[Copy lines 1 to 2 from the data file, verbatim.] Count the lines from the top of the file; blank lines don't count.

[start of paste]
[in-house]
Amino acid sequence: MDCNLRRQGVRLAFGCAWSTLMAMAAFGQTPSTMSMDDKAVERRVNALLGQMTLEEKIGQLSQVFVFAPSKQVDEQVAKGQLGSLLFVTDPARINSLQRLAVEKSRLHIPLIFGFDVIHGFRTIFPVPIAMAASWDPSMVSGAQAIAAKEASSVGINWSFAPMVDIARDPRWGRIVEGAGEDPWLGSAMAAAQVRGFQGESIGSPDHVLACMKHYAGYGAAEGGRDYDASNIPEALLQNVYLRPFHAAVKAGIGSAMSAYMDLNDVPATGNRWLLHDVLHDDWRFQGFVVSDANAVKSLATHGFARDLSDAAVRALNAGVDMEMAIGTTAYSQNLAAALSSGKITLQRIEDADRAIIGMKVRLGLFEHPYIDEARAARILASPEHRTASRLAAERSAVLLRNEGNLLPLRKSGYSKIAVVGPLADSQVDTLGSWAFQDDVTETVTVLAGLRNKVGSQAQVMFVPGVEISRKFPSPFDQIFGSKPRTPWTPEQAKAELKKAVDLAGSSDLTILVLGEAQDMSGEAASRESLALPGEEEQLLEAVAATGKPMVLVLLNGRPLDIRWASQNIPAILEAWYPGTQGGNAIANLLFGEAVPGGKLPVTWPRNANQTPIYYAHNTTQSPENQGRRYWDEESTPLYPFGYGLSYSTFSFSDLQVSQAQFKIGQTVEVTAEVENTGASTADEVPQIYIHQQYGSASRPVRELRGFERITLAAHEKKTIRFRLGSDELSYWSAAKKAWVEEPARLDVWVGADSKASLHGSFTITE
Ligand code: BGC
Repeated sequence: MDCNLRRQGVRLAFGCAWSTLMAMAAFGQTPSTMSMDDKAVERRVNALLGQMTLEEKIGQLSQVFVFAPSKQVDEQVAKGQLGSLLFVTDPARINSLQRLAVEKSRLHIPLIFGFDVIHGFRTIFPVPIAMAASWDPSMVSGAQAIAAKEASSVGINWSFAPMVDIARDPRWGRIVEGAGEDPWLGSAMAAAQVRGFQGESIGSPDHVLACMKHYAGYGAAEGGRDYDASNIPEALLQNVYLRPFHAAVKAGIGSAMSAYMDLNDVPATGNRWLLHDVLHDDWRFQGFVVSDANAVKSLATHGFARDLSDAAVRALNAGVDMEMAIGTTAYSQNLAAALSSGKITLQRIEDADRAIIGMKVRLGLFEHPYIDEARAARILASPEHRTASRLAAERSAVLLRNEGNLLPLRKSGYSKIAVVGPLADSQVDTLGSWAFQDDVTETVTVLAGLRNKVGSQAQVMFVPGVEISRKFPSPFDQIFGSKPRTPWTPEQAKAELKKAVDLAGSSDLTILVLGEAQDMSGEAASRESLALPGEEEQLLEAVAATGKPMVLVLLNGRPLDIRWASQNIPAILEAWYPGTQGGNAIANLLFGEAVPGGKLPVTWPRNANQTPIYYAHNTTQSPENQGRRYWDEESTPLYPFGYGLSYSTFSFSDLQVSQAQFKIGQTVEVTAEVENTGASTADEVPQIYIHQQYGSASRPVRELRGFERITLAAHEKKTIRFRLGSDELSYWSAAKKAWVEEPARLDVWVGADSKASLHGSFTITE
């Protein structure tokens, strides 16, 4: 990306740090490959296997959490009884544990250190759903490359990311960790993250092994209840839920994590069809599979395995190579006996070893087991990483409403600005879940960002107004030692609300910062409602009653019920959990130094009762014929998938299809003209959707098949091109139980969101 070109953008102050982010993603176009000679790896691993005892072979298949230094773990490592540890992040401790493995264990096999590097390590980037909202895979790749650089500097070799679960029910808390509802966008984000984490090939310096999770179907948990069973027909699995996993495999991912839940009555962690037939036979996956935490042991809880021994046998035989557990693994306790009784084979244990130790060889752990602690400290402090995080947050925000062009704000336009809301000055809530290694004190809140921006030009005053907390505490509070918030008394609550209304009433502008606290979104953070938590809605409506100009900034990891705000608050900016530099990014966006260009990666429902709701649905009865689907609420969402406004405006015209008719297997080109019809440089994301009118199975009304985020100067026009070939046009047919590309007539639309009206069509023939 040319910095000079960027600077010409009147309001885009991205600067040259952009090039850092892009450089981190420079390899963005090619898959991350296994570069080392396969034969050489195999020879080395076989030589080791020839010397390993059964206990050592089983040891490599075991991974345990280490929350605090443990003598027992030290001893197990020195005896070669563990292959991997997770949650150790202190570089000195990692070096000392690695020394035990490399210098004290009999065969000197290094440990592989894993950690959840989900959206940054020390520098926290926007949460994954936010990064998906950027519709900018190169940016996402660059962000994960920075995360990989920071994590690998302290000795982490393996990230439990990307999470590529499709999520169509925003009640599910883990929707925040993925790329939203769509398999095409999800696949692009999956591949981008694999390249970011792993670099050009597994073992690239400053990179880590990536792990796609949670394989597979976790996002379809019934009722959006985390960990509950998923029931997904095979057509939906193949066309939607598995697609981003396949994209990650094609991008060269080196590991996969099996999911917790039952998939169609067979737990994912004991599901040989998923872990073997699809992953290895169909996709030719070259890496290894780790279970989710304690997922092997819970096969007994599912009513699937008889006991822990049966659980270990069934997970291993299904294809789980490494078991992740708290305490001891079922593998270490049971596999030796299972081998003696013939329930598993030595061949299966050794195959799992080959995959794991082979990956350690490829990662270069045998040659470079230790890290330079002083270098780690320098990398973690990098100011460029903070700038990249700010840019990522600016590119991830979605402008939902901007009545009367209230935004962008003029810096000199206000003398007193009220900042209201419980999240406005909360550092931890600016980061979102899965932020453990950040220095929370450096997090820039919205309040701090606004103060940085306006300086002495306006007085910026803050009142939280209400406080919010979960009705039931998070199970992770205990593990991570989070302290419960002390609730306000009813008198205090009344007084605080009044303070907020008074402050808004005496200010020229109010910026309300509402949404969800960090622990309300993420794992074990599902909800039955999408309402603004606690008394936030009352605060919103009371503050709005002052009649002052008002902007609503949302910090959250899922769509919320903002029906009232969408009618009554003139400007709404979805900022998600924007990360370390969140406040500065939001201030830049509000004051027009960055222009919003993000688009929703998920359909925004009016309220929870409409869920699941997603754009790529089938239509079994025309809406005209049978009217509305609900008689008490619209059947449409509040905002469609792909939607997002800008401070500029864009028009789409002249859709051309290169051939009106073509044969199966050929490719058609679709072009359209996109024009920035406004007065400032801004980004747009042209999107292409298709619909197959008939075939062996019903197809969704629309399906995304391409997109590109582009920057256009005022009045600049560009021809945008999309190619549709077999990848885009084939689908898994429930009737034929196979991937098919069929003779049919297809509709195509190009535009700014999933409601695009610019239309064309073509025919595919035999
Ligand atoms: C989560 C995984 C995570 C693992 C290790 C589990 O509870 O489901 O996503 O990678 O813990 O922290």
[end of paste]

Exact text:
[in-house]
Amino acid sequence: MDCNLRRQGVRLAFGCAWSTLMAMAAFGQTPSTMSMDDKAVERRVNALLGQMTLEEKIGQLSQVFVFAPSKQVDEQVAKGQLGSLLFVTDPARINSLQRLAVEKSRLHIPLIFGFDVIHGFRTIFPVPIAMAASWDPSMVSGAQAIAAKEASSVGINWSFAPMVDIARDPRWGRIVEGAGEDPWLGSAMAAAQVRGFQGESIGSPDHVLACMKHYAGYGAAEGGRDYDASNIPEALLQNVYLRPFHAAVKAGIGSAMSAYMDLNDVPATGNRWLLHDVLHDDWRFQGFVVSDANAVKSLATHGFARDLSDAAVRALNAGVDMEMAIGTTAYSQNLAAALSSGKITLQRIEDADRAIIGMKVRLGLFEHPYIDEARAARILASPEHRTASRLAAERSAVLLRNEGNLLPLRKSGYSKIAVVGPLADSQVDTLGSWAFQDDVTETVTVLAGLRNKVGSQAQVMFVPGVEISRKFPSPFDQIFGSKPRTPWTPEQAKAELKKAVDLAGSSDLTILVLGEAQDMSGEAASRESLALPGEEEQLLEAVAATGKPMVLVLLNGRPLDIRWASQNIPAILEAWYPGTQGGNAIANLLFGEAVPGGKLPVTWPRNANQTPIYYAHNTTQSPENQGRRYWDEESTPLYPFGYGLSYSTFSFSDLQVSQAQFKIGQTVEVTAEVENTGASTADEVPQIYIHQQYGSASRPVRELRGFERITLAAHEKKTIRFRLGSDELSYWSAAKKAWVEEPARLDVWVGADSKASLHGSFTITE